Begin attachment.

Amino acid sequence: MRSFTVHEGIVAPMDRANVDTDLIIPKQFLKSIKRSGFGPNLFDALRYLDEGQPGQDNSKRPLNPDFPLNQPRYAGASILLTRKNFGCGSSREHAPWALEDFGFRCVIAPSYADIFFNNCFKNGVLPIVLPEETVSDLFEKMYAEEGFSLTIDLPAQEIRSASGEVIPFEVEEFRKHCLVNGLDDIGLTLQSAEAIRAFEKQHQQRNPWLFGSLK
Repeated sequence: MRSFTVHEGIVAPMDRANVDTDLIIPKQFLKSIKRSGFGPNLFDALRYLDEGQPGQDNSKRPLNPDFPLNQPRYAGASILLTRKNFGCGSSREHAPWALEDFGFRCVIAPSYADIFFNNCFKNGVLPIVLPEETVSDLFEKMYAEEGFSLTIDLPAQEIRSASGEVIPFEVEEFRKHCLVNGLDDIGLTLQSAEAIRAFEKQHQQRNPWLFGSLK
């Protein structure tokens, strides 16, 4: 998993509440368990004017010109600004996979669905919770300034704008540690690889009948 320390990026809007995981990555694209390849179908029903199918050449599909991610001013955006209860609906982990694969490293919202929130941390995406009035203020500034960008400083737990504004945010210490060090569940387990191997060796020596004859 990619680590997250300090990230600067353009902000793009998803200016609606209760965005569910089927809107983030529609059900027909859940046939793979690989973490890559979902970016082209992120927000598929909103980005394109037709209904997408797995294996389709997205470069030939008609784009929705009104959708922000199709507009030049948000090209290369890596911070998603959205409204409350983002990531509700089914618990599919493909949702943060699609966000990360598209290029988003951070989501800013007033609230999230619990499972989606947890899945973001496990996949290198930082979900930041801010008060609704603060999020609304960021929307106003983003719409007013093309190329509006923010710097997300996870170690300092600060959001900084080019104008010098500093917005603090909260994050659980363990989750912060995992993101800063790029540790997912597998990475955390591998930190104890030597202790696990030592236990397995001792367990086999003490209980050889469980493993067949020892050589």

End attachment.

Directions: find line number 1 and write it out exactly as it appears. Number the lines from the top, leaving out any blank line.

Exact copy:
Amino acid sequence: MRSFTVHEGIVAPMDRANVDTDLIIPKQFLKSIKRSGFGPNLFDALRYLDEGQPGQDNSKRPLNPDFPLNQPRYAGASILLTRKNFGCGSSREHAPWALEDFGFRCVIAPSYADIFFNNCFKNGVLPIVLPEETVSDLFEKMYAEEGFSLTIDLPAQEIRSASGEVIPFEVEEFRKHCLVNGLDDIGLTLQSAEAIRAFEKQHQQRNPWLFGSLK